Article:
NEW YORK -- Notre Dame and Army are never again going to hook up for the kind of games that made their rivalry, more than 50 years ago, the biggest in the country. Times have changed and both teams long ago fell from the upper echelons of college football. Nevertheless, there was a tangible feeling of history in the air when the teams met at chilly Yankee Stadium on Saturday night. How else to explain the sellout crowd of 54,251 that saw the Fighting Irish thump the Black Knights 27-3? Neither team entered the game ranked among the top 25. Their combined record was 11-9. The only thing at stake was Notre Dame's eligibility for a bowl game (Army qualified last week). And yet people came anyway.
Army and Notre Dame had traded punches in the Bronx on 22 previous occasions -- 20 times from 1925 to 1946, when both were annually among the top teams in the nation. Connections to that era remain, flesh and blood reminders of a past preserved in black and white. Johnny Lujack, 85, who won the Heisman Trophy as a Fighting Irish quarterback in 1947, was Notre Dame's honorary captain. Pete Dawkins, who won the Heisman in 1958 and led the Black Knights to their last victory over the Irish, did the honors for Army.
One other thing about the history of this rivalry: Notre Dame usually won handily -- the Irish hold a healthy 37-8-4 edge in the series. In that respect, Saturday night went true to form. The Black Knights drove 78 yards in 16 plays the first time they had the ball and settled for a field goal. They were completely shut down after that by a Notre Dame defense that has clearly progressed since its 35-17 loss to Navy on Oct. 23. The Irish concentrated on taking away Army fullback Jared Hassin and forcing the Black Knights to beat them on the edge. Army ran for 61 yards on that first possession, but would rush for just 74 more the rest of the night, while finishing 28 points below their season average.
Spearheading the Notre Dame defense was sophomore inside linebacker Manti Te'o, who was stout in the middle and dominating when he ranged side to side. Big, fast and strong, he forced the action all night. After so many years of thinking of the Fighting Irish as an offensive force, it seems unusual for the face of this team to be a 6-foot-2, 245-pound linebacker. He finished the night with a game-high TK tackles, a number that seems low to those who saw him play.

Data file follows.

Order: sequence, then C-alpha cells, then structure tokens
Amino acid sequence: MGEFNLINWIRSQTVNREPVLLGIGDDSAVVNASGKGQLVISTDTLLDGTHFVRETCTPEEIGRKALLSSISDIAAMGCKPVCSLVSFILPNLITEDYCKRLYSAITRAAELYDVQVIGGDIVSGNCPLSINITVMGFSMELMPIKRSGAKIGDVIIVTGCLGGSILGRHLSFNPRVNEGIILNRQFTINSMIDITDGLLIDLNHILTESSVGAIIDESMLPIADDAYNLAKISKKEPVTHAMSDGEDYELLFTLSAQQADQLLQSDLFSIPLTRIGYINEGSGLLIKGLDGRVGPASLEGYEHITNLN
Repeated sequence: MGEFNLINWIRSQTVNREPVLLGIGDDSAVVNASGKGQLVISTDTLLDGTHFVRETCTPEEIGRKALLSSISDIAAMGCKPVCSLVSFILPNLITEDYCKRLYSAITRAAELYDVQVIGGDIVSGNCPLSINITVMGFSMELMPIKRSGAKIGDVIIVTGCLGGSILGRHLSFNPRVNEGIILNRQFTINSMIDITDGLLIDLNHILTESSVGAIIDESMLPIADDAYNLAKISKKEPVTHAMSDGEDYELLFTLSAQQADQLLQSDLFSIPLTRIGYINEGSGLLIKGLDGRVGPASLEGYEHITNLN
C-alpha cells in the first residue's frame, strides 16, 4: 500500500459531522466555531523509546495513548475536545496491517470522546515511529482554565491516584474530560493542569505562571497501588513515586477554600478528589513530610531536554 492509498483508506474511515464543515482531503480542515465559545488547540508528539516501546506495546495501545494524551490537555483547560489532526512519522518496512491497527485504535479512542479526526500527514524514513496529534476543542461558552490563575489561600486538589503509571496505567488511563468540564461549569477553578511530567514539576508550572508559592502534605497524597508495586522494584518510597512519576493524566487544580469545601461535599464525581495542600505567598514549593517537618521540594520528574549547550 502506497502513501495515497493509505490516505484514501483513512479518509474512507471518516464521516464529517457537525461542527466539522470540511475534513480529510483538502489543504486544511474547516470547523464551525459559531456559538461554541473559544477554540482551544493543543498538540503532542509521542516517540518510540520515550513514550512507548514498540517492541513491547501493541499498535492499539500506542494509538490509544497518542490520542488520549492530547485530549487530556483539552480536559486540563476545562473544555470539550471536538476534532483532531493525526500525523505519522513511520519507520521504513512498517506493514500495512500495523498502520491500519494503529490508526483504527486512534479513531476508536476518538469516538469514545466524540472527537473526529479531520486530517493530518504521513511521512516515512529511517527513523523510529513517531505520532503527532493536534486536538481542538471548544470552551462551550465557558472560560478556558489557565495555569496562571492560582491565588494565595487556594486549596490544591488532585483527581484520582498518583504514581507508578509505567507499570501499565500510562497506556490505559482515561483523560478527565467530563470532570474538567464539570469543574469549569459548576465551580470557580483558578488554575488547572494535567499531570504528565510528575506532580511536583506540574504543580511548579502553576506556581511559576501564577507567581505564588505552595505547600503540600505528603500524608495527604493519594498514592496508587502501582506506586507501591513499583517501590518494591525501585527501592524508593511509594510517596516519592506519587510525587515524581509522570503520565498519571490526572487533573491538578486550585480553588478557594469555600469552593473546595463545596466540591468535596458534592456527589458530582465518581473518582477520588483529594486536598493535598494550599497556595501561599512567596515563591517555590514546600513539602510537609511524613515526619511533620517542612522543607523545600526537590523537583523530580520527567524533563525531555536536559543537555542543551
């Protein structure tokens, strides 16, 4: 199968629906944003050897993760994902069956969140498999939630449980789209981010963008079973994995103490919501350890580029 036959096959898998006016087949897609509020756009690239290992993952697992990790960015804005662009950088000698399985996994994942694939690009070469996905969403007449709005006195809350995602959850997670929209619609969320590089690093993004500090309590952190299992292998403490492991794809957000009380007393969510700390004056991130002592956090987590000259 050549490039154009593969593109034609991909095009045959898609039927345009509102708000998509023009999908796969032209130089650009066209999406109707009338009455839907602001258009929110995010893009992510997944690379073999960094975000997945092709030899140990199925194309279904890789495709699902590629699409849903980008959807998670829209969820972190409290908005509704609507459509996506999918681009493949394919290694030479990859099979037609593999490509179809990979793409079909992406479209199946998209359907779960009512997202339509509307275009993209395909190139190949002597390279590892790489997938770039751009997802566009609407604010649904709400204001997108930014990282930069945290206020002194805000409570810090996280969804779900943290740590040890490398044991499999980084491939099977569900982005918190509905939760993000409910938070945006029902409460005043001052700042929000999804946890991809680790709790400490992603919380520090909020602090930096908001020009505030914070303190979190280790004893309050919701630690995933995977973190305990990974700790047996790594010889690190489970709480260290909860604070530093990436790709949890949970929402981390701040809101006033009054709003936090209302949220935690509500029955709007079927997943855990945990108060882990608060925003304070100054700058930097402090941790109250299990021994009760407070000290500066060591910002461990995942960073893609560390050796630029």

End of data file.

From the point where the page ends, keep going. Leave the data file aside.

But more than the redoubtable Te'o, the star of the night was the new Yankee Stadium, which sparkled under a full moon. This was a home game for Notre Dame -- West Point's ticket allotment was a paltry 5,000 -- and the decidedly pro-Irish crowd was buzzing before the opening kickoff. There were none of the distractions that marred this afternoon's Illinois-Northwestern clash at Wrigley Field. The gridiron fit easily between home plate and deepest centerfield, where only the far corners of the end zone seemed a bit close to the outfield wall.
The game was far from a classic, just a clash between two teams in the midst of trying to rebuild programs that had fallen into different states of disrepair -- there hasn't been a winning season at West Point since 1996, while the Fighting Irish are four years removed from their last appearance in a BCS bowl. Army's turnaround has been keyed by its triple-option offense; Notre Dame's has been led by its defense, which hasn't allowed a touchdown since a 28-27 loss to Tulsa on Oct. 30. Both teams are now 6-5, and probably headed to the postseason.
It was the setting and the memories that made this night special rather than the quality of the football. There will be better days ahead for both programs, but few nights will be more memorable. "New York is a lot of things," said Notre Dame coach Brian Kelly after the game, "but tonight it was a college football town." Wake up the echoes indeed.